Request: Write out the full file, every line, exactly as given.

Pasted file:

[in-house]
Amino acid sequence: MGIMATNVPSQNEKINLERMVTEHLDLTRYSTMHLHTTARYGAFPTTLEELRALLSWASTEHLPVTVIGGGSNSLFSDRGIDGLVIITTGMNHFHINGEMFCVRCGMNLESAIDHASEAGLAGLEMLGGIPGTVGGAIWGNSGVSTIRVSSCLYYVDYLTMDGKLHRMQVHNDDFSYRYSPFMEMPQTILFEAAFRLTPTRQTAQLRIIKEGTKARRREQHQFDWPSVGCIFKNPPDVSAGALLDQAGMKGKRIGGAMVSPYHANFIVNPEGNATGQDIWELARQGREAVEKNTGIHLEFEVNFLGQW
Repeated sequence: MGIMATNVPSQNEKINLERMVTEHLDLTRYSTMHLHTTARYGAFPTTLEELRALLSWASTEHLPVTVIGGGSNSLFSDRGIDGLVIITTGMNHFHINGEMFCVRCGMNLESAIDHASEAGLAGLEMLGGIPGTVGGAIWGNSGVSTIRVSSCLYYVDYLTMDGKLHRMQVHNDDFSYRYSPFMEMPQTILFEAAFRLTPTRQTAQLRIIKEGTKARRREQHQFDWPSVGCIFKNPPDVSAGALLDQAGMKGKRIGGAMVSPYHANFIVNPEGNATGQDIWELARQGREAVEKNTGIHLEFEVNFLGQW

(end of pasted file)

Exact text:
[in-house]
Amino acid sequence: MGIMATNVPSQNEKINLERMVTEHLDLTRYSTMHLHTTARYGAFPTTLEELRALLSWASTEHLPVTVIGGGSNSLFSDRGIDGLVIITTGMNHFHINGEMFCVRCGMNLESAIDHASEAGLAGLEMLGGIPGTVGGAIWGNSGVSTIRVSSCLYYVDYLTMDGKLHRMQVHNDDFSYRYSPFMEMPQTILFEAAFRLTPTRQTAQLRIIKEGTKARRREQHQFDWPSVGCIFKNPPDVSAGALLDQAGMKGKRIGGAMVSPYHANFIVNPEGNATGQDIWELARQGREAVEKNTGIHLEFEVNFLGQW
Repeated sequence: MGIMATNVPSQNEKINLERMVTEHLDLTRYSTMHLHTTARYGAFPTTLEELRALLSWASTEHLPVTVIGGGSNSLFSDRGIDGLVIITTGMNHFHINGEMFCVRCGMNLESAIDHASEAGLAGLEMLGGIPGTVGGAIWGNSGVSTIRVSSCLYYVDYLTMDGKLHRMQVHNDDFSYRYSPFMEMPQTILFEAAFRLTPTRQTAQLRIIKEGTKARRREQHQFDWPSVGCIFKNPPDVSAGALLDQAGMKGKRIGGAMVSPYHANFIVNPEGNATGQDIWELARQGREAVEKNTGIHLEFEVNFLGQW